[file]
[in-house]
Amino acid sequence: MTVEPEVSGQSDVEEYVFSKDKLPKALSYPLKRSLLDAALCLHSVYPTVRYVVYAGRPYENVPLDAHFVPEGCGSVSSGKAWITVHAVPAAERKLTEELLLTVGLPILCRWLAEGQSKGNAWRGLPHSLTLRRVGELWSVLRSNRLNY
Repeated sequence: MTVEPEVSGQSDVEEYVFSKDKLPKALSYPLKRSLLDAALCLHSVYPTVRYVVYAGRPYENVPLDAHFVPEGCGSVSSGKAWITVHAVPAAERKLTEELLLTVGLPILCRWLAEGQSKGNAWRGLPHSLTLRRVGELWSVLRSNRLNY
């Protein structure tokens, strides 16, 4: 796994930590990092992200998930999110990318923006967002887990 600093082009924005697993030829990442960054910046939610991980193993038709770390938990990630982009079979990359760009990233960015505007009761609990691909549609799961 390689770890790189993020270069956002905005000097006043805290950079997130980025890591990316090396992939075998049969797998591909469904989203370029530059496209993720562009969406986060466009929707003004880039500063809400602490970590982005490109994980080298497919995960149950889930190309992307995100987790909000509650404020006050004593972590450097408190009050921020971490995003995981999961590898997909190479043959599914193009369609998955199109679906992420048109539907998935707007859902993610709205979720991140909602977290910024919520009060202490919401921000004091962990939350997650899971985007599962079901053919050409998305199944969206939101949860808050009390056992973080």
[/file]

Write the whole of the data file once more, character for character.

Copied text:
[in-house]
Amino acid sequence: MTVEPEVSGQSDVEEYVFSKDKLPKALSYPLKRSLLDAALCLHSVYPTVRYVVYAGRPYENVPLDAHFVPEGCGSVSSGKAWITVHAVPAAERKLTEELLLTVGLPILCRWLAEGQSKGNAWRGLPHSLTLRRVGELWSVLRSNRLNY
Repeated sequence: MTVEPEVSGQSDVEEYVFSKDKLPKALSYPLKRSLLDAALCLHSVYPTVRYVVYAGRPYENVPLDAHFVPEGCGSVSSGKAWITVHAVPAAERKLTEELLLTVGLPILCRWLAEGQSKGNAWRGLPHSLTLRRVGELWSVLRSNRLNY
């Protein structure tokens, strides 16, 4: 796994930590990092992200998930999110990318923006967002887990 600093082009924005697993030829990442960054910046939610991980193993038709770390938990990630982009079979990359760009990233960015505007009761609990691909549609799961 390689770890790189993020270069956002905005000097006043805290950079997130980025890591990316090396992939075998049969797998591909469904989203370029530059496209993720562009969406986060466009929707003004880039500063809400602490970590982005490109994980080298497919995960149950889930190309992307995100987790909000509650404020006050004593972590450097408190009050921020971490995003995981999961590898997909190479043959599914193009369609998955199109679906992420048109539907998935707007859902993610709205979720991140909602977290910024919520009060202490919401921000004091962990939350997650899971985007599962079901053919050409998305199944969206939101949860808050009390056992973080």